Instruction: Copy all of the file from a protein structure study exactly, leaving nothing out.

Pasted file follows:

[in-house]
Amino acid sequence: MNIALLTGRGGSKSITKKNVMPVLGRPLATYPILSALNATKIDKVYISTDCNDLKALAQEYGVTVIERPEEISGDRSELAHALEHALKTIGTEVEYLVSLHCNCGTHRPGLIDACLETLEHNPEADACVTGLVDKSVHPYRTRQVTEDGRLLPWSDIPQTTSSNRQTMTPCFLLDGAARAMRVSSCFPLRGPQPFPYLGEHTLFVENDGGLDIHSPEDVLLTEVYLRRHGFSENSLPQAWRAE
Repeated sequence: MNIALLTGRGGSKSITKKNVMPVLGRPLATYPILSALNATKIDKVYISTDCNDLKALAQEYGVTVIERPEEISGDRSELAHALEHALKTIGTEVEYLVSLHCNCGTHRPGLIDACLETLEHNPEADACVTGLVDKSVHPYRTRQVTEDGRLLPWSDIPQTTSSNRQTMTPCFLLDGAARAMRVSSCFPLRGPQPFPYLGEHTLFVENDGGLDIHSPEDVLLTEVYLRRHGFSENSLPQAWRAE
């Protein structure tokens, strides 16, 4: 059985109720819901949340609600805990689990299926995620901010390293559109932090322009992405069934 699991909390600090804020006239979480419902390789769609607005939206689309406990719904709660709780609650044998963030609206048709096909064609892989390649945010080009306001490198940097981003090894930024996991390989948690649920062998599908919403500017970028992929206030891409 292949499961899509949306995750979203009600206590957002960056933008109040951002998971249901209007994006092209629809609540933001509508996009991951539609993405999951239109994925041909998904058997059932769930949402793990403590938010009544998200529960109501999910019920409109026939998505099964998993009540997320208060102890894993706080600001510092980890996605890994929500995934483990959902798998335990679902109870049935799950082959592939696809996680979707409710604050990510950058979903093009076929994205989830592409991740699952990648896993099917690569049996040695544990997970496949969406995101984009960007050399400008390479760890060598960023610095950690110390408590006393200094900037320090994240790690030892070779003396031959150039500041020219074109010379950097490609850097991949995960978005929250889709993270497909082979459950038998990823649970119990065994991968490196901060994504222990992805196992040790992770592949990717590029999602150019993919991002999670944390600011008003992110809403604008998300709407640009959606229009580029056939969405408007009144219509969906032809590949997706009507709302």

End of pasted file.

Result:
[in-house]
Amino acid sequence: MNIALLTGRGGSKSITKKNVMPVLGRPLATYPILSALNATKIDKVYISTDCNDLKALAQEYGVTVIERPEEISGDRSELAHALEHALKTIGTEVEYLVSLHCNCGTHRPGLIDACLETLEHNPEADACVTGLVDKSVHPYRTRQVTEDGRLLPWSDIPQTTSSNRQTMTPCFLLDGAARAMRVSSCFPLRGPQPFPYLGEHTLFVENDGGLDIHSPEDVLLTEVYLRRHGFSENSLPQAWRAE
Repeated sequence: MNIALLTGRGGSKSITKKNVMPVLGRPLATYPILSALNATKIDKVYISTDCNDLKALAQEYGVTVIERPEEISGDRSELAHALEHALKTIGTEVEYLVSLHCNCGTHRPGLIDACLETLEHNPEADACVTGLVDKSVHPYRTRQVTEDGRLLPWSDIPQTTSSNRQTMTPCFLLDGAARAMRVSSCFPLRGPQPFPYLGEHTLFVENDGGLDIHSPEDVLLTEVYLRRHGFSENSLPQAWRAE
């Protein structure tokens, strides 16, 4: 059985109720819901949340609600805990689990299926995620901010390293559109932090322009992405069934 699991909390600090804020006239979480419902390789769609607005939206689309406990719904709660709780609650044998963030609206048709096909064609892989390649945010080009306001490198940097981003090894930024996991390989948690649920062998599908919403500017970028992929206030891409 292949499961899509949306995750979203009600206590957002960056933008109040951002998971249901209007994006092209629809609540933001509508996009991951539609993405999951239109994925041909998904058997059932769930949402793990403590938010009544998200529960109501999910019920409109026939998505099964998993009540997320208060102890894993706080600001510092980890996605890994929500995934483990959902798998335990679902109870049935799950082959592939696809996680979707409710604050990510950058979903093009076929994205989830592409991740699952990648896993099917690569049996040695544990997970496949969406995101984009960007050399400008390479760890060598960023610095950690110390408590006393200094900037320090994240790690030892070779003396031959150039500041020219074109010379950097490609850097991949995960978005929250889709993270497909082979459950038998990823649970119990065994991968490196901060994504222990992805196992040790992770592949990717590029999602150019993919991002999670944390600011008003992110809403604008998300709407640009959606229009580029056939969405408007009144219509969906032809590949997706009507709302």